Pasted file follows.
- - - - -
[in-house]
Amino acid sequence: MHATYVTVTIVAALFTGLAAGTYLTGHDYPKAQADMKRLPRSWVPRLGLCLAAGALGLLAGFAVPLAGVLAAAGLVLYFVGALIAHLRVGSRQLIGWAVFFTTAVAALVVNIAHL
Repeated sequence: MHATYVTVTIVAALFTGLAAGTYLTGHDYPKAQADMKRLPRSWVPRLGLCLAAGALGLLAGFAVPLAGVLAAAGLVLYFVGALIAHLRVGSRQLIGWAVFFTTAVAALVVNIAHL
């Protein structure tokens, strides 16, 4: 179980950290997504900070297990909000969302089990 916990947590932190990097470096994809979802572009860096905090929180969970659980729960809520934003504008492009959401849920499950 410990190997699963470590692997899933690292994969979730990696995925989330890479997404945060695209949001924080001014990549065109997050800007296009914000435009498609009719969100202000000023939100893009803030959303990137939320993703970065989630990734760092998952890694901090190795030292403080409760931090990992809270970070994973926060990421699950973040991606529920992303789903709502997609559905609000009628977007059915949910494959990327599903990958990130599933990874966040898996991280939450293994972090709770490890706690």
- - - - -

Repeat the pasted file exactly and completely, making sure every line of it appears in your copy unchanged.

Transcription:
[in-house]
Amino acid sequence: MHATYVTVTIVAALFTGLAAGTYLTGHDYPKAQADMKRLPRSWVPRLGLCLAAGALGLLAGFAVPLAGVLAAAGLVLYFVGALIAHLRVGSRQLIGWAVFFTTAVAALVVNIAHL
Repeated sequence: MHATYVTVTIVAALFTGLAAGTYLTGHDYPKAQADMKRLPRSWVPRLGLCLAAGALGLLAGFAVPLAGVLAAAGLVLYFVGALIAHLRVGSRQLIGWAVFFTTAVAALVVNIAHL
């Protein structure tokens, strides 16, 4: 179980950290997504900070297990909000969302089990 916990947590932190990097470096994809979802572009860096905090929180969970659980729960809520934003504008492009959401849920499950 410990190997699963470590692997899933690292994969979730990696995925989330890479997404945060695209949001924080001014990549065109997050800007296009914000435009498609009719969100202000000023939100893009803030959303990137939320993703970065989630990734760092998952890694901090190795030292403080409760931090990992809270970070994973926060990421699950973040991606529920992303789903709502997609559905609000009628977007059915949910494959990327599903990958990130599933990874966040898996991280939450293994972090709770490890706690």